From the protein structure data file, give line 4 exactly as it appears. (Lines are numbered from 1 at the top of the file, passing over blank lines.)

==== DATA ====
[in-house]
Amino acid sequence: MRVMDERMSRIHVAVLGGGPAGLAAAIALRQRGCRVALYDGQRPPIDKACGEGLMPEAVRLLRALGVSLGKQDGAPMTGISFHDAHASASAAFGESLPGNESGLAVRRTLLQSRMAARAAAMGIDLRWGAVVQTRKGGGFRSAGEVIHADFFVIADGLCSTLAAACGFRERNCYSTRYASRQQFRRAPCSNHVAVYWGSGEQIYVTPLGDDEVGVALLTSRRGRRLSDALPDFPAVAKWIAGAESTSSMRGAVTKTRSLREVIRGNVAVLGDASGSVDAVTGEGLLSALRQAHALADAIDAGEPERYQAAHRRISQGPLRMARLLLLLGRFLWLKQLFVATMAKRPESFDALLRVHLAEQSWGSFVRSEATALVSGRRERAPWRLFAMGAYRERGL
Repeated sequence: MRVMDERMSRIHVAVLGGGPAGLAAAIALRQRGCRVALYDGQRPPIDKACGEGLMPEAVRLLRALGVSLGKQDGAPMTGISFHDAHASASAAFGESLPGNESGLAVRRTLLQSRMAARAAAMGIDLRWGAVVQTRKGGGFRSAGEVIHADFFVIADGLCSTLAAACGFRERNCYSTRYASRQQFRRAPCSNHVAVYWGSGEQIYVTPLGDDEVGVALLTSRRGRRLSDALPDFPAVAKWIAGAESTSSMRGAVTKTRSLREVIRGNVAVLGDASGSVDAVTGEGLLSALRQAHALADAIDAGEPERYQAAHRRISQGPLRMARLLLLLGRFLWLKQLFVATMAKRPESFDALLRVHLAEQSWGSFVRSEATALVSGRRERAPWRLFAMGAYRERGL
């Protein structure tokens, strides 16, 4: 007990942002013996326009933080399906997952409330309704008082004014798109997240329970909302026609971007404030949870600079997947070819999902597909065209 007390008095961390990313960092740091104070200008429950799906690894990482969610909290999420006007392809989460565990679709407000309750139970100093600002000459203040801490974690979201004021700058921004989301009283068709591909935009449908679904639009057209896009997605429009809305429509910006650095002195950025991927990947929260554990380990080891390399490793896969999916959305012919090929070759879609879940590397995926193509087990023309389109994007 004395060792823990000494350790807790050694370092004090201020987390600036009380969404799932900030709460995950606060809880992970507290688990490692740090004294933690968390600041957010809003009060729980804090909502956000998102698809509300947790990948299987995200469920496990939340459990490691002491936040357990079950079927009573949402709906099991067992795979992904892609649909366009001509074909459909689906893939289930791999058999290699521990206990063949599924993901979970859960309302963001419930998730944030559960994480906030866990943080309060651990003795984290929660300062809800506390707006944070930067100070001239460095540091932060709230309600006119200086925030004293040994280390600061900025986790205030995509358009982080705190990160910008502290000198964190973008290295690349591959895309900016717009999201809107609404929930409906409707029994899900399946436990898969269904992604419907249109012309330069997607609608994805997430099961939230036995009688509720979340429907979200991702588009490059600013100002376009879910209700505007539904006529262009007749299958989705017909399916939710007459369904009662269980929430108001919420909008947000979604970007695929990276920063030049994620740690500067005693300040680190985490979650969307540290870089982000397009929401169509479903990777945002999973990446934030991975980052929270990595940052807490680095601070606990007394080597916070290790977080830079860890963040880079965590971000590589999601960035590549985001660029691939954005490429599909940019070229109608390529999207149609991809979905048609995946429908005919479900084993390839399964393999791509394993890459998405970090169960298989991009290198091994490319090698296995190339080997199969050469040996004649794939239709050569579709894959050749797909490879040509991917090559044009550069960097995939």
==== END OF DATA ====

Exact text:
């Protein structure tokens, strides 16, 4: 007990942002013996326009933080399906997952409330309704008082004014798109997240329970909302026609971007404030949870600079997947070819999902597909065209 007390008095961390990313960092740091104070200008429950799906690894990482969610909290999420006007392809989460565990679709407000309750139970100093600002000459203040801490974690979201004021700058921004989301009283068709591909935009449908679904639009057209896009997605429009809305429509910006650095002195950025991927990947929260554990380990080891390399490793896969999916959305012919090929070759879609879940590397995926193509087990023309389109994007 004395060792823990000494350790807790050694370092004090201020987390600036009380969404799932900030709460995950606060809880992970507290688990490692740090004294933690968390600041957010809003009060729980804090909502956000998102698809509300947790990948299987995200469920496990939340459990490691002491936040357990079950079927009573949402709906099991067992795979992904892609649909366009001509074909459909689906893939289930791999058999290699521990206990063949599924993901979970859960309302963001419930998730944030559960994480906030866990943080309060651990003795984290929660300062809800506390707006944070930067100070001239460095540091932060709230309600006119200086925030004293040994280390600061900025986790205030995509358009982080705190990160910008502290000198964190973008290295690349591959895309900016717009999201809107609404929930409906409707029994899900399946436990898969269904992604419907249109012309330069997607609608994805997430099961939230036995009688509720979340429907979200991702588009490059600013100002376009879910209700505007539904006529262009007749299958989705017909399916939710007459369904009662269980929430108001919420909008947000979604970007695929990276920063030049994620740690500067005693300040680190985490979650969307540290870089982000397009929401169509479903990777945002999973990446934030991975980052929270990595940052807490680095601070606990007394080597916070290790977080830079860890963040880079965590971000590589999601960035590549985001660029691939954005490429599909940019070229109608390529999207149609991809979905048609995946429908005919479900084993390839399964393999791509394993890459998405970090169960298989991009290198091994490319090698296995190339080997199969050469040996004649794939239709050569579709894959050749797909490879040509991917090559044009550069960097995939």